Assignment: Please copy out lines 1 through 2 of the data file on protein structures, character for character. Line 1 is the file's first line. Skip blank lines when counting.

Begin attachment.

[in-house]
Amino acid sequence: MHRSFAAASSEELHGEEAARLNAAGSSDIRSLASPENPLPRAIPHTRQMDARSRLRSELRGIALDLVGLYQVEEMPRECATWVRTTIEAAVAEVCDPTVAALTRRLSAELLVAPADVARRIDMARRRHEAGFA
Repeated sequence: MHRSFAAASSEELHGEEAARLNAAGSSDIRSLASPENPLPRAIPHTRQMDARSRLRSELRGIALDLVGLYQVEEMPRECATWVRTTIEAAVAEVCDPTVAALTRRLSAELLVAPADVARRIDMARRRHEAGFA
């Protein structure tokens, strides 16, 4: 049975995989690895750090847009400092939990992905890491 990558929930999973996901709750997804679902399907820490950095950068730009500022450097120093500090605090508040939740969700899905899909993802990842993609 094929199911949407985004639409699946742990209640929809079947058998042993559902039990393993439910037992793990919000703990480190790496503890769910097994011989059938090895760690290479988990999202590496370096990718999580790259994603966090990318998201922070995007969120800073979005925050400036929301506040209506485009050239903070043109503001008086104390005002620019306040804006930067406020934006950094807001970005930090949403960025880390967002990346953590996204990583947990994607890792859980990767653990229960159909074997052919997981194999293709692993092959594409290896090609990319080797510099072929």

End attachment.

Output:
[in-house]
Amino acid sequence: MHRSFAAASSEELHGEEAARLNAAGSSDIRSLASPENPLPRAIPHTRQMDARSRLRSELRGIALDLVGLYQVEEMPRECATWVRTTIEAAVAEVCDPTVAALTRRLSAELLVAPADVARRIDMARRRHEAGFA